He was in and out of the Liverpool side the following season, but since his permanent move to Sunderland he simply hasn’t wanted to be here. Murmurs of discontent have failed to dissipate, and as soon as the season finale was upon us, Borini was already making headway to jump ship. First up, going back to Roma was mentioned, then it was Lazio, Napoli and finally AC Milan where he has joined on loan with a clause stating Milan have an obligation to buy the misfiring striker. His agent is Roberto De Fanti, which makes the whole thing even more remarkable. My brain has struggled to process it all. Borini will surely point to this move as justification for his opinions on his own abilities, something else that I cannot understand. Borini and his team of people need applauding for tying up such a deal.
If it is possible for my love of a player to go full circle, it certain has done with Fabio. The goals against Newcastle, ‘The Knife’ celebrations and the apparent love for all things SAFC has evaporated in an instant. Throw into the mix Jeremain Lens and his constant whinging, his seemingly relentless abhorrent attitude towards our club, its fate and its supporters; Papy Djilobodji, who incredibly, also wants to move back to the Premier League; and the entire Lamine Kone saga too. I can honestly say I’ve never loathed a group of players so much. Factor in David Moyes and the hate cranks up a level.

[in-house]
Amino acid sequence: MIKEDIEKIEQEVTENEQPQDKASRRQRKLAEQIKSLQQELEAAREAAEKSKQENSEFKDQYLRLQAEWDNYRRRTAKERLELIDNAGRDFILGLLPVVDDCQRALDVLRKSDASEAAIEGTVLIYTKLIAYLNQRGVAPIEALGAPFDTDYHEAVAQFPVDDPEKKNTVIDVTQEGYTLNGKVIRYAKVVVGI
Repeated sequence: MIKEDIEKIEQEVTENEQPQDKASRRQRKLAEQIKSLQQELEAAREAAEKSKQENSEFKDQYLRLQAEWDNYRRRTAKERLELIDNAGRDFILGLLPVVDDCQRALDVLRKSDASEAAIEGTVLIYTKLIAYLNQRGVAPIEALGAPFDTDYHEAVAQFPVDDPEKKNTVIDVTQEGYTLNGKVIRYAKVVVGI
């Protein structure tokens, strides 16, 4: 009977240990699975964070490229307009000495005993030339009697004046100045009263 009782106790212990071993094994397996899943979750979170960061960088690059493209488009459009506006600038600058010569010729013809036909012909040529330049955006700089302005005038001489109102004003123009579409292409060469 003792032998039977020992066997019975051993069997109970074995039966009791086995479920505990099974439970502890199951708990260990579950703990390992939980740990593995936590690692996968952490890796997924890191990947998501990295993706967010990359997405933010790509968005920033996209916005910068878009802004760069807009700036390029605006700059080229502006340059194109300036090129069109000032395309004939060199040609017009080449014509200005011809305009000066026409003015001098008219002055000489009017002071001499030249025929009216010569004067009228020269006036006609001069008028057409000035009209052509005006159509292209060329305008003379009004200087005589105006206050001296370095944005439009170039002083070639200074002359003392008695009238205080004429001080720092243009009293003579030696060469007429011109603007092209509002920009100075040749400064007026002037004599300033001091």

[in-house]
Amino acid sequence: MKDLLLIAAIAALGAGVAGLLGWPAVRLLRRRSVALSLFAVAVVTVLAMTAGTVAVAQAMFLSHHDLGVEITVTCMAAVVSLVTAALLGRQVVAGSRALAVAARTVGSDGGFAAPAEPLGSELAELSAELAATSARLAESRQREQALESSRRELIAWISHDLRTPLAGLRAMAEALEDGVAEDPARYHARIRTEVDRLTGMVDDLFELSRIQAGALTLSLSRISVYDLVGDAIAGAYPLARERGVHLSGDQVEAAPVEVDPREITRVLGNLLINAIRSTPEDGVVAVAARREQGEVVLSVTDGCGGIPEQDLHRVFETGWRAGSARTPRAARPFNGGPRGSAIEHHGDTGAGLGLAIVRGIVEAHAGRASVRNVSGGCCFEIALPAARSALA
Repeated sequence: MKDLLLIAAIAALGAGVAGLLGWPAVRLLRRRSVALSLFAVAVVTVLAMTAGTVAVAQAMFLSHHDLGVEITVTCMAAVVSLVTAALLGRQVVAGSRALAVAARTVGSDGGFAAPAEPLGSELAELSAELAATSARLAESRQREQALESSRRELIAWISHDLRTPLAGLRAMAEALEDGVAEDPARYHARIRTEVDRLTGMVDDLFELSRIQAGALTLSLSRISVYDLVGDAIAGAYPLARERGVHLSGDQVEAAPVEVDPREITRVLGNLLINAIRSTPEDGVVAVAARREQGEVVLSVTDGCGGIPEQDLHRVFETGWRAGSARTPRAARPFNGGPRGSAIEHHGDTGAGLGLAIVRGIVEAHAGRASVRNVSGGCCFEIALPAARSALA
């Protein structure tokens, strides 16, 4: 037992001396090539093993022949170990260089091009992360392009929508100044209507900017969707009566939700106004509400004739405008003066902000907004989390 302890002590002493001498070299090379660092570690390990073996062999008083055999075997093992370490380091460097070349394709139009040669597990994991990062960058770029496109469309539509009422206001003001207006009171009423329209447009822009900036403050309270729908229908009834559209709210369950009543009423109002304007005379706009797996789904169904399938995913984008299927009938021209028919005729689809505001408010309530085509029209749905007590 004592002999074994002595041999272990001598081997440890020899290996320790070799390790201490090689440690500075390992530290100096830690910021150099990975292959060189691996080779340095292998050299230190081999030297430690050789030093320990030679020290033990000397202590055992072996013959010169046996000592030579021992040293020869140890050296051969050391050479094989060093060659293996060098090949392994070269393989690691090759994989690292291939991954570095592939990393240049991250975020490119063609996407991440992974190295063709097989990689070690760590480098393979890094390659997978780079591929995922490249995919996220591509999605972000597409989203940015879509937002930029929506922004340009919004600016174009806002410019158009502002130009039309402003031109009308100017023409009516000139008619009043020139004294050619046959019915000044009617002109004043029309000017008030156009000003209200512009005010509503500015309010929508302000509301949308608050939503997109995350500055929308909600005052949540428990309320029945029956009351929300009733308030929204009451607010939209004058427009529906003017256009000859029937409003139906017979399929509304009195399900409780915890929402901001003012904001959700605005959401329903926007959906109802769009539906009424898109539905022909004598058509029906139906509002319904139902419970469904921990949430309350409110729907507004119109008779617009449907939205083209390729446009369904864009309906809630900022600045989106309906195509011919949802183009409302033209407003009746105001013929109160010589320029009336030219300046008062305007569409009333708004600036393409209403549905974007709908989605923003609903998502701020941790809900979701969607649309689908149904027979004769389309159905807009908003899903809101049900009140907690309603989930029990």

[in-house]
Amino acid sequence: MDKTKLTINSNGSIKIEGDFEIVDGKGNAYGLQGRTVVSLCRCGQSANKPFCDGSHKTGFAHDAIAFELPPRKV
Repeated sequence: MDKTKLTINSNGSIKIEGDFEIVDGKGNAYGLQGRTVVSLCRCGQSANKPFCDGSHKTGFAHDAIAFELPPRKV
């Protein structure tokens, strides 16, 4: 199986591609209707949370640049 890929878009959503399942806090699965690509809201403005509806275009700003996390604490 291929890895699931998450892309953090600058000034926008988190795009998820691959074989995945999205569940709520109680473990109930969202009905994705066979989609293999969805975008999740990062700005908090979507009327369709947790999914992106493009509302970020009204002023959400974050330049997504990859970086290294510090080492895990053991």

With the takeover talks disintegrating in a matter of hours, the club moved swiftly to appoint Simon Grayson as manager - something that I believe is a very welcome move. We were never going to attract a stellar name, but what we do have is a boss who has all the right attributes to stabilize our club as we embark on a difficult Championship season. We all know how desperate we are for signings, but Grayson will need time to asses the existing players and move on the many players who do not want to be here. There is a lot for the new manager to sink his teeth into, but judging by his opening comments in the media yesterday, it seems that he's up for the challenge of managing SAFC.
Currently, everywhere I look within that Sunderland squad I see negativity, contempt, ineptitude, and carefree, workshy attitudes. I cannot see Simon Grayson putting up with players who simply will not pull their weight here. Roy Keane continually mentioned the ‘character’ of the players he signed, or was looking to sign. The players he brought in got us into the Premier League, and kept us there before the Irishman acrimoniously departed. It is incredibly clear that the personalities and make-up of our imports have been the wrong fit for SAFC - which looks to have gone on for far too long.